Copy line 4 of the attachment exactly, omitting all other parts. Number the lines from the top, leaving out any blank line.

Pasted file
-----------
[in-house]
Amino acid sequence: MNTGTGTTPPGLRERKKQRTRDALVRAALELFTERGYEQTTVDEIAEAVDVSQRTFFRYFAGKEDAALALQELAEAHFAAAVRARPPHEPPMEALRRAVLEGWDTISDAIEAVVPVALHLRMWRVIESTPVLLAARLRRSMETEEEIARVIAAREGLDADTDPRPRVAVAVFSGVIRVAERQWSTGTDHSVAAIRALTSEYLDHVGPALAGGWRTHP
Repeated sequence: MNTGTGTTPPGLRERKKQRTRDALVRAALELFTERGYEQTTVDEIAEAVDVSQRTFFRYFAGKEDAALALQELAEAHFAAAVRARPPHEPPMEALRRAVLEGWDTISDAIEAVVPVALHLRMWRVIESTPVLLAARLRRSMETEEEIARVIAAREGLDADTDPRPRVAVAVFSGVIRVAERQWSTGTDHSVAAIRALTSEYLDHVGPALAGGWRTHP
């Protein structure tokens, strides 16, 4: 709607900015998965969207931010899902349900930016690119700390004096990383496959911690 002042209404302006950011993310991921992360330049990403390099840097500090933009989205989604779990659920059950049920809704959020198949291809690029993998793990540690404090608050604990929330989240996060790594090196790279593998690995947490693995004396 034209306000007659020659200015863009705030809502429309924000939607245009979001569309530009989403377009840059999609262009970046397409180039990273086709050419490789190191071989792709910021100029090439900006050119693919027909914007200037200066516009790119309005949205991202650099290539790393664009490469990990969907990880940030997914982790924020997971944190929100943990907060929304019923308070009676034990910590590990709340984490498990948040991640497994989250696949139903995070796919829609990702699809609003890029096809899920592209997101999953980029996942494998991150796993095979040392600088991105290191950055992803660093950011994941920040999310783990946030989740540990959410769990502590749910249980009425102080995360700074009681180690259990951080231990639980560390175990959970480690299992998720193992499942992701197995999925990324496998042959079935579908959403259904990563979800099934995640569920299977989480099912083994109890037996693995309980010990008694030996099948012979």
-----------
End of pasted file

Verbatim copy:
């Protein structure tokens, strides 16, 4: 709607900015998965969207931010899902349900930016690119700390004096990383496959911690 002042209404302006950011993310991921992360330049990403390099840097500090933009989205989604779990659920059950049920809704959020198949291809690029993998793990540690404090608050604990929330989240996060790594090196790279593998690995947490693995004396 034209306000007659020659200015863009705030809502429309924000939607245009979001569309530009989403377009840059999609262009970046397409180039990273086709050419490789190191071989792709910021100029090439900006050119693919027909914007200037200066516009790119309005949205991202650099290539790393664009490469990990969907990880940030997914982790924020997971944190929100943990907060929304019923308070009676034990910590590990709340984490498990948040991640497994989250696949139903995070796919829609990702699809609003890029096809899920592209997101999953980029996942494998991150796993095979040392600088991105290191950055992803660093950011994941920040999310783990946030989740540990959410769990502590749910249980009425102080995360700074009681180690259990951080231990639980560390175990959970480690299992998720193992499942992701197995999925990324496998042959079935579908959403259904990563979800099934995640569920299977989480099912083994109890037996693995309980010990008694030996099948012979």